Kevlar, or scientifically called poly-para-phenelyne-terephthalamide, is a high-strength fiber.
Developed by Stephanie Kwolek at DuPont in 1965, it was first commercially used in the early 1970s as a replacement for steel in racing tires.
Because of its high tensile strength-to-weight ratio, it is five times stronger than steel on an equal weight basis. It has an extremely high resistance to heat, and unlike most other plastics, it does not melt or even expand upon heating. It is also highly resistant to cold and does not become brittle at very low temperatures. It is also resistant to abrasion of any kind.
Kevlar is best known for its use in bulletproof vests and knife proof body armour, but it has dozens of other applications as well. It is used as reinforcement in car tires, in car brakes, in the strings of archery bows, and in car, boat, and even aircraft bodies.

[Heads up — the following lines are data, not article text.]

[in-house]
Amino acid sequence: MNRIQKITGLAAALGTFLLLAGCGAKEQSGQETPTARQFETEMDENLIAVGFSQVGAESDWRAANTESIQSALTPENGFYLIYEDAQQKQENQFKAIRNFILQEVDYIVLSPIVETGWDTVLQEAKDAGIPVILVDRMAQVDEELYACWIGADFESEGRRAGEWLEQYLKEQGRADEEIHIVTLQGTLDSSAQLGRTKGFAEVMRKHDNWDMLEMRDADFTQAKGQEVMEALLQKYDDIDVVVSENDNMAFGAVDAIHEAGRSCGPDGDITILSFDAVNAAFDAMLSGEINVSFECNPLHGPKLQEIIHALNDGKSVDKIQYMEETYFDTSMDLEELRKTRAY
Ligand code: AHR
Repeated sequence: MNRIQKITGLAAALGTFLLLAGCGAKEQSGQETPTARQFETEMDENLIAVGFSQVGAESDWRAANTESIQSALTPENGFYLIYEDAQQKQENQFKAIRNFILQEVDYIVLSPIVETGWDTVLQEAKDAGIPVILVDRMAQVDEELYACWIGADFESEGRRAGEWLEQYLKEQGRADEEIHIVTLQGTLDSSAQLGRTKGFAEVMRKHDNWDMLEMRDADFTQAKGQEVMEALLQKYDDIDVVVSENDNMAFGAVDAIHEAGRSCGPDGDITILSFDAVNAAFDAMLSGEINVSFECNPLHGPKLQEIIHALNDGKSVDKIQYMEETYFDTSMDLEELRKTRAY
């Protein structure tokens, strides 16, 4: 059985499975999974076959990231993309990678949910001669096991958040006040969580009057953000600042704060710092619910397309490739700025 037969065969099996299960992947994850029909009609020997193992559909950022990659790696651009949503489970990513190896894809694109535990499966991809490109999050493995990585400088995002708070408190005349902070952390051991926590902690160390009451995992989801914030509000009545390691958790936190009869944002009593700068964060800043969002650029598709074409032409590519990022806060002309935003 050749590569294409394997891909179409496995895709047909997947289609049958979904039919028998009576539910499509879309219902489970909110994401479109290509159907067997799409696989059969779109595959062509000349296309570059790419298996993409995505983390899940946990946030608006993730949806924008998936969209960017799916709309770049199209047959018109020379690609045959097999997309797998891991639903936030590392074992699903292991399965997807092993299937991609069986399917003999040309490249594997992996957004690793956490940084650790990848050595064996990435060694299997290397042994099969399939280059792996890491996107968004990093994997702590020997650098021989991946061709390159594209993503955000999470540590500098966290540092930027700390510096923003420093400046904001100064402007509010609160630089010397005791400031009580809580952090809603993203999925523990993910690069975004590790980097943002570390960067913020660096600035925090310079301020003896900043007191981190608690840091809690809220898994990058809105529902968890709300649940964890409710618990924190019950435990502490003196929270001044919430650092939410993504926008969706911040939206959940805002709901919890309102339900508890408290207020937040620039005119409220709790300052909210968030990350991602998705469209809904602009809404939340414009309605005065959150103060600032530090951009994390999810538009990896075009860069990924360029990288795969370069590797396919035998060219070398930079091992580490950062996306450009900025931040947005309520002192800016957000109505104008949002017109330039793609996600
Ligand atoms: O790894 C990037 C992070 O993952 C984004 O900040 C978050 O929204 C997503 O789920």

And it is used in Neptun’s straight-line edgers and mitering machines Rock. In fact, the conveyor pads that transport and hold the glass during the processing are based on a new patented concept with double material: the body of the pad (the black part in the picture) is made of a highly mechanically resistant material, designed to grant structural rigidity. The yellow part in contact with the guides is made of Kevlar, because of its wear-resistant and longlasting features.
This combination ensures excellent mechanical performances and stability, which is one of the most essential requirements to obtain a high-end quality product.
This is just one small, although distinctive and precious part of Rock. Several other technical and technological features take this machine to the top level of edging — have a look at the ROCK 11 here.
Conveyor pads based on a new patented concept with double material:
- resilient body material with excellent mechanical performances (no flection, no thermal dilatations)
- part in contact with the guides in Kevlar for wearless performances
The soft rubber component in anti-spot rubber.
- no marks on glass
- easy maintenance